Wearing a brown tweed suit, Nicole Garza was pale, tearful and spoke in a barely audible voice as she cried softly in front of Commissioner Gerald T. Richardson. She seemed particularly upset when pleading to the manslaughter charge involving her sister.
"She was snow white," said Segal, her aunt. "You can tell she's been crying and crying."
Nicole Garza probably will be disbarred; she graduated from law school in 1990, and shortly afterward married Jose Garza whom she represented in a divorce.
New details emerged Thursday about the red-haired sisters' schemes. Sources close to the case said that Nicole Garza aroused suspicion by her behavior during police questioning the night of the shooting. She answered repeated questions about her sister, but never expressed surprise at the line of questioning.
In addition, sources said Garza had written--and a handwriting expert has confirmed--instructions to her sister about the shooting, advising her to take target practice and providing a detailed blueprint for murder.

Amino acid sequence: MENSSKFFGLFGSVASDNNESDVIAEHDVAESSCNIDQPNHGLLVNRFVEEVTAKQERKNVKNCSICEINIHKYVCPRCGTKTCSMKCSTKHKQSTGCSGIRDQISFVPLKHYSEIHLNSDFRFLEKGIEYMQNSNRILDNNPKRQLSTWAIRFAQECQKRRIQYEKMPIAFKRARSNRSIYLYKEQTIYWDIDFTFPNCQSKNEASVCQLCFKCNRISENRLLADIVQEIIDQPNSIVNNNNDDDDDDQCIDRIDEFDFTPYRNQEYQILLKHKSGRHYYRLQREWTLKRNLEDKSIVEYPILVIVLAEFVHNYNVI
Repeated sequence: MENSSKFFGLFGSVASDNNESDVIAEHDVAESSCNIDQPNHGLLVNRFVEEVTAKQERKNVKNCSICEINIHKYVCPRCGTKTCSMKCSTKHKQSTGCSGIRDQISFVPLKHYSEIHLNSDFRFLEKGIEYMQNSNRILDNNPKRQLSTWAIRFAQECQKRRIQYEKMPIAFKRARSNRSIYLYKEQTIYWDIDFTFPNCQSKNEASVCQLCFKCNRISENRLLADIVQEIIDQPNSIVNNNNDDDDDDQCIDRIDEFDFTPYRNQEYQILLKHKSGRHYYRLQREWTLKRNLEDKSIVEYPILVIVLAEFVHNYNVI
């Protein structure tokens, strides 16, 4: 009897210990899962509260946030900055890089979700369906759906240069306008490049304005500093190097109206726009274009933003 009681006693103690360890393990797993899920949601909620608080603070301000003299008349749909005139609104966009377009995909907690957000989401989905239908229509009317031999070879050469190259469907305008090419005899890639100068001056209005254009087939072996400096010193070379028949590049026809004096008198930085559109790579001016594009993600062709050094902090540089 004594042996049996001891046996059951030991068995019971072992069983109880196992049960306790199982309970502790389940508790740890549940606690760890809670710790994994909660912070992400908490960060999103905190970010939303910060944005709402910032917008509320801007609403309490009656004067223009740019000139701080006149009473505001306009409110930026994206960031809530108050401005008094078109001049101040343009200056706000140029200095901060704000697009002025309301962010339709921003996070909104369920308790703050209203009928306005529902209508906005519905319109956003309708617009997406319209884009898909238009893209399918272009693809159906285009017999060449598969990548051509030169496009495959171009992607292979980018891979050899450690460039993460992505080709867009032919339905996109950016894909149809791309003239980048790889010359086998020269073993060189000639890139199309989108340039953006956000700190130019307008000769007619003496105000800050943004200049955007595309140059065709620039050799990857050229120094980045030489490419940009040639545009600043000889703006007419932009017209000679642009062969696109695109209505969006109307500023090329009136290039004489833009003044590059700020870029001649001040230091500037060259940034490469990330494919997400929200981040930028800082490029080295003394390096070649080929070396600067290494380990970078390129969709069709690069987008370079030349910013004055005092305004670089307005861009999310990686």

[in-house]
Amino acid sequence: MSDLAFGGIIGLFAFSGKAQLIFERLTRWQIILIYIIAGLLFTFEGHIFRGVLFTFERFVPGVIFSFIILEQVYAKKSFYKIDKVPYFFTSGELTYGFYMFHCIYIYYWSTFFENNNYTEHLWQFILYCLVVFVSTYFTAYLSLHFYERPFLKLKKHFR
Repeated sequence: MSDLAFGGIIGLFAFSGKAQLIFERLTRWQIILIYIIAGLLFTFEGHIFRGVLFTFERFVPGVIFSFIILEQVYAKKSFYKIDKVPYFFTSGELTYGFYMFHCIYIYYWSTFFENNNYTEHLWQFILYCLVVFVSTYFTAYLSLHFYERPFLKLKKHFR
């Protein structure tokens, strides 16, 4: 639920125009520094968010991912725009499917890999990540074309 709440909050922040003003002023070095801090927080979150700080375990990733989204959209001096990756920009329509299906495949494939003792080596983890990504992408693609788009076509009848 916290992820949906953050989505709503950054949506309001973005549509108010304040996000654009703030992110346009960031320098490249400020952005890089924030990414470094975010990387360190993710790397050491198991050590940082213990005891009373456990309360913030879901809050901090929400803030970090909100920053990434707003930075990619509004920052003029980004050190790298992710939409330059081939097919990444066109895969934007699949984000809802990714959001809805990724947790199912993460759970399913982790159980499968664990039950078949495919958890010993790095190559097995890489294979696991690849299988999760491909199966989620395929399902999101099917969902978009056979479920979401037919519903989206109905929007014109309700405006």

On Sept. 25, the fourth birthday of the Garzas' eldest daughter, sources said Nicole Garza visited her sister at the Sherman Oaks apartment that she shared with their mother. LaFontaine-Trujillo then told an aunt that she was going to bed.
Instead, police say, LaFontaine-Trujillo drove to the Garzas' home before 11 p.m. and waited in the garage. Inside, Jose and Nicole had just made love while their children, ages 18 months to 4 years, slept.
"While they were having sex, she knew her sister was waiting in the garage," said the source. "Is that cold?"